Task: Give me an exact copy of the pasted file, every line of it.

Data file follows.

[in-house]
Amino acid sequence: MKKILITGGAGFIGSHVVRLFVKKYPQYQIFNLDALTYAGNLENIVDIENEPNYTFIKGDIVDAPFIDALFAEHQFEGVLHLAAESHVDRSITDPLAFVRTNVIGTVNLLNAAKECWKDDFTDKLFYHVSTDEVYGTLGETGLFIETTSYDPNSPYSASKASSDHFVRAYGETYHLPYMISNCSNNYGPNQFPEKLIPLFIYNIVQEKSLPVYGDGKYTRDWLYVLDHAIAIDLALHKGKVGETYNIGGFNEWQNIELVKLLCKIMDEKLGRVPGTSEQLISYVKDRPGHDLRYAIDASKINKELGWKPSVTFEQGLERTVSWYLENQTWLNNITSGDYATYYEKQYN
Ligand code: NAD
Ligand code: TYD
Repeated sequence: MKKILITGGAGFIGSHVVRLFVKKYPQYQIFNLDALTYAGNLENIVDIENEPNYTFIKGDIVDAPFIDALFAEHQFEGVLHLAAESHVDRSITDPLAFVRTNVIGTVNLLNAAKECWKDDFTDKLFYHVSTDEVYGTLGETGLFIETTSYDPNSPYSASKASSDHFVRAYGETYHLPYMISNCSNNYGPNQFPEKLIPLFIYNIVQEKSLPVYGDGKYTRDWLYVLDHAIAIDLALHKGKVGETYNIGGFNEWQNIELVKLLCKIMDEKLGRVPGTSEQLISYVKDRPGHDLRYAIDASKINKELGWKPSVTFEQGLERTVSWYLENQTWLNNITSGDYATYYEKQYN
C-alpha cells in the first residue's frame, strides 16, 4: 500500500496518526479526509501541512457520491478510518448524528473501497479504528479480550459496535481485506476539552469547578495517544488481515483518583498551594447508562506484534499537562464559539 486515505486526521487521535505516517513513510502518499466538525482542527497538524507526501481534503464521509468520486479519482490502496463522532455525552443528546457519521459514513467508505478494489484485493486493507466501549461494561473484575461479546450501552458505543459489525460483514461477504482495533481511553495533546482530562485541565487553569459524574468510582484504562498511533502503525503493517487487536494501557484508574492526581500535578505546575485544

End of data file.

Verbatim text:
[in-house]
Amino acid sequence: MKKILITGGAGFIGSHVVRLFVKKYPQYQIFNLDALTYAGNLENIVDIENEPNYTFIKGDIVDAPFIDALFAEHQFEGVLHLAAESHVDRSITDPLAFVRTNVIGTVNLLNAAKECWKDDFTDKLFYHVSTDEVYGTLGETGLFIETTSYDPNSPYSASKASSDHFVRAYGETYHLPYMISNCSNNYGPNQFPEKLIPLFIYNIVQEKSLPVYGDGKYTRDWLYVLDHAIAIDLALHKGKVGETYNIGGFNEWQNIELVKLLCKIMDEKLGRVPGTSEQLISYVKDRPGHDLRYAIDASKINKELGWKPSVTFEQGLERTVSWYLENQTWLNNITSGDYATYYEKQYN
Ligand code: NAD
Ligand code: TYD
Repeated sequence: MKKILITGGAGFIGSHVVRLFVKKYPQYQIFNLDALTYAGNLENIVDIENEPNYTFIKGDIVDAPFIDALFAEHQFEGVLHLAAESHVDRSITDPLAFVRTNVIGTVNLLNAAKECWKDDFTDKLFYHVSTDEVYGTLGETGLFIETTSYDPNSPYSASKASSDHFVRAYGETYHLPYMISNCSNNYGPNQFPEKLIPLFIYNIVQEKSLPVYGDGKYTRDWLYVLDHAIAIDLALHKGKVGETYNIGGFNEWQNIELVKLLCKIMDEKLGRVPGTSEQLISYVKDRPGHDLRYAIDASKINKELGWKPSVTFEQGLERTVSWYLENQTWLNNITSGDYATYYEKQYN
C-alpha cells in the first residue's frame, strides 16, 4: 500500500496518526479526509501541512457520491478510518448524528473501497479504528479480550459496535481485506476539552469547578495517544488481515483518583498551594447508562506484534499537562464559539 486515505486526521487521535505516517513513510502518499466538525482542527497538524507526501481534503464521509468520486479519482490502496463522532455525552443528546457519521459514513467508505478494489484485493486493507466501549461494561473484575461479546450501552458505543459489525460483514461477504482495533481511553495533546482530562485541565487553569459524574468510582484504562498511533502503525503493517487487536494501557484508574492526581500535578505546575485544